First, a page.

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Through the Graves the Wind Is Blowing (Travis Wilkerson, 2024)

In the opening images of Travis Wilkerson’s new feature, Through the Graves the Wind Is Blowing, a gentle breeze wafts through the sparse trees in Split, a booming tourist town on the coast of Croatia. The mostly black-and-white film is a travelogue of sorts: Wilkerson, who had moved to Split in 2022 with the aim of making a film about the breakup of Yugoslavia, found inspiration instead in his struggle to read himself—as a visitor from the United States—into a new place brimming with history and shaped by a fraught relationship to the West. The co-writer/director makes that uncertainty part of the film’s staged conceit, in which a local detective named Ivan (played by Wilkerson’s friend Ivan Peric) tells viewers absurd tales about his futile attempts to solve murders—mostly of tourists—in Split. Through Ivan’s eyes, the mixed emotions that Split’s inhabitants have regarding tourism—relying on it economically, yet resenting the unruliness and disrespect of visitors—comes to the fore, offering insights into bureaucracy, xenophobia, and political polarization in modern-day Croatia.

Across his filmography, Wilkerson has examined the enduring presence of historical violence. His previous films have focused on labor struggles in the United States (An Injury to One, 2002), the lack of prospects for youths in many of America’s economically ailing towns (Who Killed Cock Robin?, 2005), and the legacy of white supremacy and racism in his own Southern family (Did You Wonder Who Fired the Gun?, 2017). In Through the Graves the Wind Is Blowing, too, he meditates on the past through the lens of the current moment. Interwoven with the scenes featuring Ivan are austere images of Split’s landscape and architecture, captured by Wilkerson as he wanders through the city. His eye lingers on the remnants of former Yugoslavia’s socialist-realist buildings and communist-rebel monuments. Their decay is visceral, as are the more recent signs of political unrest: graffitied all around in plain sight are the symbols of the local fascist movement, the Ustaše, which emerged in the 1930s, when Croatia gained independent status by aligning itself with the Nazis. Wilkerson employs a mordant, tongue-in-cheek tone to explore this somber historical context and its present-day ramifications, echoing the tradition of the Yugoslav Black Wave—a 1960s film movement that blended fiction and often bleak satire with documentary elements, challenging both filmic form and sociopolitical realities.

I spoke with Wilkerson at this year’s Berlinale, where Through the Graves the Wind Is Blowing premiered in the Encounters section. More recently, the film earned a special jury mention at the Las Palmas de Gran Canaria International Film Festival, and is screening June 15 at FICUNAM, a weeklong festival taking place in Mexico City.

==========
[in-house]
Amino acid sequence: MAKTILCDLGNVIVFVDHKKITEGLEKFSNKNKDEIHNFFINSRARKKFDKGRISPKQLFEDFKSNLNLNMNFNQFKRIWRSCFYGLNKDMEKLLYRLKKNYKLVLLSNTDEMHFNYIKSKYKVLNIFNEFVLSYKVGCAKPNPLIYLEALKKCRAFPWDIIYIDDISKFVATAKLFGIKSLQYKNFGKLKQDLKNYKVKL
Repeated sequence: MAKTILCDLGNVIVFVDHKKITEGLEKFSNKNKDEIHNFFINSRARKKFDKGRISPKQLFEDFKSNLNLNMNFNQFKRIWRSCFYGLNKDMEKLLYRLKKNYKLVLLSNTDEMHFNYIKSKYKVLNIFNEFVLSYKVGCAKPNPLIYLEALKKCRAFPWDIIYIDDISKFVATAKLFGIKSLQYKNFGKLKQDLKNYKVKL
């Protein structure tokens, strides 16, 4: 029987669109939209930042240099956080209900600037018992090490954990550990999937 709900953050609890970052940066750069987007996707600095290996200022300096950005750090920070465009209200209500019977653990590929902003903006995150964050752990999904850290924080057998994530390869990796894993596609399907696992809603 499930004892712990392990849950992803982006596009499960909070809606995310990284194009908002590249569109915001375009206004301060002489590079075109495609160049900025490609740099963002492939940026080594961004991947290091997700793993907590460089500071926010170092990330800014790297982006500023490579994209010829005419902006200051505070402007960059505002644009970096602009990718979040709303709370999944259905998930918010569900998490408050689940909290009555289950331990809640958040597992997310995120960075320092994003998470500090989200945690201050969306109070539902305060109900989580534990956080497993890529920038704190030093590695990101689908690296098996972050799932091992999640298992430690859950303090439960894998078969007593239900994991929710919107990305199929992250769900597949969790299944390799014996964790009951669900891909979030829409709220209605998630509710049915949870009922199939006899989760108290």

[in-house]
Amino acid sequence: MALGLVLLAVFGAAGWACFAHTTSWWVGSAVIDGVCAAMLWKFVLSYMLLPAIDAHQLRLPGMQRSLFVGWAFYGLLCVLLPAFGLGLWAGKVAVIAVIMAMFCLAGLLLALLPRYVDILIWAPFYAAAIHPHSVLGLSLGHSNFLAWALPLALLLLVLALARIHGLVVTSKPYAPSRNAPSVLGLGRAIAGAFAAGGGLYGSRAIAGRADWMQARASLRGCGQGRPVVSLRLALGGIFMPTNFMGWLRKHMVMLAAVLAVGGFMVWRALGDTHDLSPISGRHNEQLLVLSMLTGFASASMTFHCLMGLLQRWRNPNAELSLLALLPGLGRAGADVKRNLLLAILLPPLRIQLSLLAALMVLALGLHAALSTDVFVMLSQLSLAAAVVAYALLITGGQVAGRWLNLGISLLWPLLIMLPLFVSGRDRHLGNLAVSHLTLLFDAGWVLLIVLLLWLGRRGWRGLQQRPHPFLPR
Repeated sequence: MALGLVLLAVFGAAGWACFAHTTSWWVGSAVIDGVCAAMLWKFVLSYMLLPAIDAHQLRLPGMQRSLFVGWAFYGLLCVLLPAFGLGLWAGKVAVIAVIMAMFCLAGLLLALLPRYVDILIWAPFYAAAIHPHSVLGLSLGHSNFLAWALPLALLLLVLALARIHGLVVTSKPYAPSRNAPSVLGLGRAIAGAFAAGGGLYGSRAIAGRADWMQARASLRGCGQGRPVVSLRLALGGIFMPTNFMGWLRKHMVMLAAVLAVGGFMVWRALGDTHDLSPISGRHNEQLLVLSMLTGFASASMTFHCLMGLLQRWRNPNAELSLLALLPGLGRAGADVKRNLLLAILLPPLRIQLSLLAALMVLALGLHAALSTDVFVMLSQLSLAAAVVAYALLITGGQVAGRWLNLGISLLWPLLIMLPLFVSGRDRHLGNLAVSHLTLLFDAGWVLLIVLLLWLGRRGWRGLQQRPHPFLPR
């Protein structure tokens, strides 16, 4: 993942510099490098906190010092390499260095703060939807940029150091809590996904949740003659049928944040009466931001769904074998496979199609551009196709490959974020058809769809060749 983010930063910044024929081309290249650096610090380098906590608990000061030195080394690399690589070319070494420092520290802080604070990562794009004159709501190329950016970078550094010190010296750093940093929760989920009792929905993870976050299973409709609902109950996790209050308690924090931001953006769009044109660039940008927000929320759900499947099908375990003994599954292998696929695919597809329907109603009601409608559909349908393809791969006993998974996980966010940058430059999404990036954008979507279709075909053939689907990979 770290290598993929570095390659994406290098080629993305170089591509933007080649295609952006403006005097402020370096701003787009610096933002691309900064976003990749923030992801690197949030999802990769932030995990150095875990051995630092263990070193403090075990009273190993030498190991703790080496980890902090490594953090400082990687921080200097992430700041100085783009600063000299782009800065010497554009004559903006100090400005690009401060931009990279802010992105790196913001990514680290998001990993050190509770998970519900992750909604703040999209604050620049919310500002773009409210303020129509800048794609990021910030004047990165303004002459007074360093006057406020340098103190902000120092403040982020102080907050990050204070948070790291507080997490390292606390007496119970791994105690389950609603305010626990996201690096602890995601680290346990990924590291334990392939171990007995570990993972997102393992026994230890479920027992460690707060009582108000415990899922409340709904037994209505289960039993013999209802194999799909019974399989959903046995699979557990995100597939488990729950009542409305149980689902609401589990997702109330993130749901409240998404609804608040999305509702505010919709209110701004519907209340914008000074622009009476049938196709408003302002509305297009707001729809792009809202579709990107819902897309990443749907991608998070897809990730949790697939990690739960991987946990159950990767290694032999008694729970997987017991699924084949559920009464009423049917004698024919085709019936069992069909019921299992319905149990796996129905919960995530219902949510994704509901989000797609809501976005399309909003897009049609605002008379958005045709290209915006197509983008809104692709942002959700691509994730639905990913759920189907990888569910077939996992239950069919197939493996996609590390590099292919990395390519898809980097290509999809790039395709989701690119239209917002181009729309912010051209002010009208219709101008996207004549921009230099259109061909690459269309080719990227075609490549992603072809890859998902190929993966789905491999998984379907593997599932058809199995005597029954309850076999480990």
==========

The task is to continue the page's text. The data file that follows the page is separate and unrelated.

Through the Graves the Wind Is Blowing is an homage to the Yugoslav New Wave from the 1960s. What aspects of the movement resonate with you today?

I first saw those films in college. They were more like artifacts then, but I have a very strong connection to the histories of Third Cinemas. As I’ve gotten older, I began seeing the Black Wave as a kindred movement that emerged at a very similar time. It’s not a coincidence that it emerged in a country that was the center of the Non-Aligned Movement. The Black Wave films were hybridized, combining documentary and fiction. They used the essay form, dark humor, and other discursive strategies, and were fragmented in ways that I found fascinating. What they were doing more than anything else is naming things that hadn’t yet been named. For Dušan Makavejev, for instance, his films were very much about gender relations in Yugoslavia. The reason Želimir Žilnik’s Black Film (1971) has been central to me is because it asks: if homelessness exists, but the state denies it, how do we make it real? When I spent a year in Croatia and watched those films again, it struck me that their ideas make a lot of sense now, to name things that are otherwise ignored. I began to think about what would happen if I tried using my extremely modest means to combine fiction with documentary and essay, and seriousness and melancholy with humor, in ways that I admired in those films.

I often get a sense that the struggles of the working class are underrepresented in Western cinema. Your films are intensely personal, while also connecting to larger issues of labor and politics. How did you come to your own brand of engaged filmmaking?

My parents went to medical school after I was a teenager, so we basically changed classes. My mom was a teenager when I was born. My father had just returned from the Vietnam War. They were white working-class people trying to figure out some version of social conscience. They both felt like they’d come from problematic backgrounds. My mother is from the racist South, which was unsettling to her. My father felt like he had been on the wrong side of the Vietnam War and was traumatized. We moved over and over again. By the time we ended up in Butte, Montana, the entire city was collapsing. Eventually, I went to the University of Michigan and witnessed [the decline] on a grander scale in Detroit. Did American workers just give up? No. They were repressed; they were sabotaged.